India loses key mediator on Sri Lanka. Tamil leader's death could cut Gandhi's link to militants
New Delhi, India
Having lost a key mediator, Indian Prime Minister Rajiv Gandhi faces a harder task in trying to settle the ethnic conflict in neighboring Sri Lanka. The death by natural causes last Thursday of the colorful chief minister of Tamil Nadu State comes as Mr. Gandhi is struggling to salvage the peace accord he signed in July with Sri Lankan President Junius Jayewardene.
M.G.Ramachandran - widely and fondly known as ``MGR'' - was a matinee idol who became one of India's most powerful politicians, exerting extensive influence with ethnic Tamils in India and Sri Lanka.
``This looks like a setback for Rajiv. MGR was his best tie to the Tigers [Sri Lankan Tamil militants],'' a Western diplomat here said. ``His death will change the political map of southern India and likely will affect regional policies as well.''
Ramachandran had ruled politically sensitive Tamil Nadu for a decade. Home to 50 million Tamils, the state has long chafed at domination by India's huge Hindi-speaking majority and has often been a flashpoint for secessionist activity.
Since 1984, the state has been caught up in Sri Lanka's bitter conflict between the majority Sinhalese and the Tamils who are ethnically related to those in Tamil Nadu. Tens of thousands of Sri Lankan Tamils fled across the narrow strait dividing their island from Tamil Nadu.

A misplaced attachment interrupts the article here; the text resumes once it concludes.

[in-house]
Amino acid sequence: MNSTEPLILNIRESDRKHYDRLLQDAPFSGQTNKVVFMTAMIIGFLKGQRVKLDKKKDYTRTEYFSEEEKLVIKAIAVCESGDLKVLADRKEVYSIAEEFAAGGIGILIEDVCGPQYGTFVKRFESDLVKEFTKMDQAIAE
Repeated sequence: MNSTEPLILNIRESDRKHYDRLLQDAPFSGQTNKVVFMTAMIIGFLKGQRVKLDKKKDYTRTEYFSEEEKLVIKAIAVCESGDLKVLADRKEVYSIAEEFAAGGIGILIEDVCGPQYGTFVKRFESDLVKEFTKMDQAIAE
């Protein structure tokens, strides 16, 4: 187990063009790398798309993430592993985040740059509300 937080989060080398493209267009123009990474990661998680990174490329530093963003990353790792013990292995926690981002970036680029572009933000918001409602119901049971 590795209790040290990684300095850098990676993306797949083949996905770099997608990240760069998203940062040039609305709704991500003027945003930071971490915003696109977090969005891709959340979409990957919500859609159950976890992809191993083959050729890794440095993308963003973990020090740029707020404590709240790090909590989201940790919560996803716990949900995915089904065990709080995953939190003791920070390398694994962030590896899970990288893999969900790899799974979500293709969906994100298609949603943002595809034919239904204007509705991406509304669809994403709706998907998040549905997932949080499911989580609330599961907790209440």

Recognizing the political support for the Sri Lankan Tamil cause, Ramachandran gave shelter to the Tamil militants fighting for a separate homeland in Sri Lanka's North and East Provinces. He became the patron of Velupillai Prabhakaran, the charismatic leader of the major extremist group, the Tamil Tigers.
However, of late, Ramachandran, a political pragmatist, had become a supporter of Gandhi's tougher line against the militants.
In October, when the Indian Army launched an offensive to force the Tamil Tigers to comply with the accord, Ramachandran marshalled public opinion behind the policy.
However, analysts say that MGR's death could make it more difficult for Gandhi to maintain his Sri Lankan policy, which faces growing criticism. Uneasiness is spreading in India as Indian troops, first introduced as a 3,000-member peacekeeping force, have become a de facto fighting force of more than 25,000 bogged down in a two-month battle to force Tamil militants to surrender.
``With MGR out of the picture, supporters of the militants could stir things up in Tamil Nadu and force Gandhi to change his tune,'' said a senior New Delhi diplomat. [On Sunday, the Associated Press reported that at least 25 people - mostly civilians - were killed in a fierce gunbattle in Sri Lanka's eastern port city of Batticaloa. According to one witness, Sri Lankan and Indian security forces opened fire after Tamil rebels killed a Sri Lankan policeman. But an Indian diplomat in Colombo denied that Indian troops were involved.]
About 300 Indian soldiers have died in the prolonged fighting which some observers feel could force Gandhi to withdraw the troops soon. In addition, President Jayewardene has yet to implement key parts of the accord.